The CO oxidation on platinum-group metals under ultra-high-vacuum conditions is one of the most studied surface reactions. However, the presence of disturbing species and competing reactions are often neglected.One of the most interesting additional gases to be treated is hydrogen, due to its importance in technical applications and its inevitability under vacuum conditions. Adding hydrogen to the reaction of CO and O2 leads to more adsorbed species and competing reaction steps towards water formation. In this study, a model for approaching the competing surface reactions CO + O2 + H2 is presented and discussed. Using the framework of bifurcation theory, we show how the steady states of the extended system correspond to a swallowtail catastrophe set with a tristable regime within the swallowtail. We explore numerically the possibility of reaching all stable states and illustrate the experimental challenges such a system could pose. Lastly, an approximative firstprinciple approach to diffusion illustrates how up to three stable states balance each other while forming heterogeneous patterns.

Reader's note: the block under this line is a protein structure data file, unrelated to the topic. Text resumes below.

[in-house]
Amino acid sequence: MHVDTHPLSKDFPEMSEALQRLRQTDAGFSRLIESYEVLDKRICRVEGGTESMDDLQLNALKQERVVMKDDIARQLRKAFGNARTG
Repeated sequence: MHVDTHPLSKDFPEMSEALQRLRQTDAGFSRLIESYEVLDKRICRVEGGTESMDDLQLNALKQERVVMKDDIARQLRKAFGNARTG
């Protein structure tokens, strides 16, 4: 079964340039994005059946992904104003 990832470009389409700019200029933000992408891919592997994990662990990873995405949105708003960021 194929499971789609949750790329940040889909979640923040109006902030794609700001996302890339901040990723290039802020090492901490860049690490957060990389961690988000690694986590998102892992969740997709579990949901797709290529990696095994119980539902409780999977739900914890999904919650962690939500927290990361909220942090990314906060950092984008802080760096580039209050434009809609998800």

|Journal||Proceedings of the Royal Society A: Mathematical, Physical and Engineering Sciences|
|State||Published - 1 Apr 2020|
Bibliographical noteFunding Information:
Data accessibility. Python codes for numerical simulations can be accessed in the electronic supplementary material. Authors’ contributions. K.R. worked on the model, the numerical simulation of the experiment and drafted §§2 and 4. J.C. worked on the bifurcation analysis, diffusion and drafted §§3 and 5. S.W. worked on the model, gave important information about the experiment and drafted §1. All authors contributed to the interpretation of the results and the revision of the article. All authors gave their final approval of the manuscript. Competing interests. We declare we have no competing interests. Funding. J.C. acknowledges the financial support of FONDECYT Project 1170460. K.R., J.C. and S.W. are grateful for the financial support of the Erasmus+ mobility programme of the European Union.
J.C. acknowledges the financial support of FONDECYT Project 1170460. K.R., J.C. and S.W. are grateful for the financial support of the Erasmus+ mobility programme of the European Union.
© 2020 The Author(s) Published by the Royal Society. All rights reserved.
- Competitive surface reaction
- Langmuir-Hinshelwood mechanism
- Reaction-diffusion system
- Swallowtail catastrophe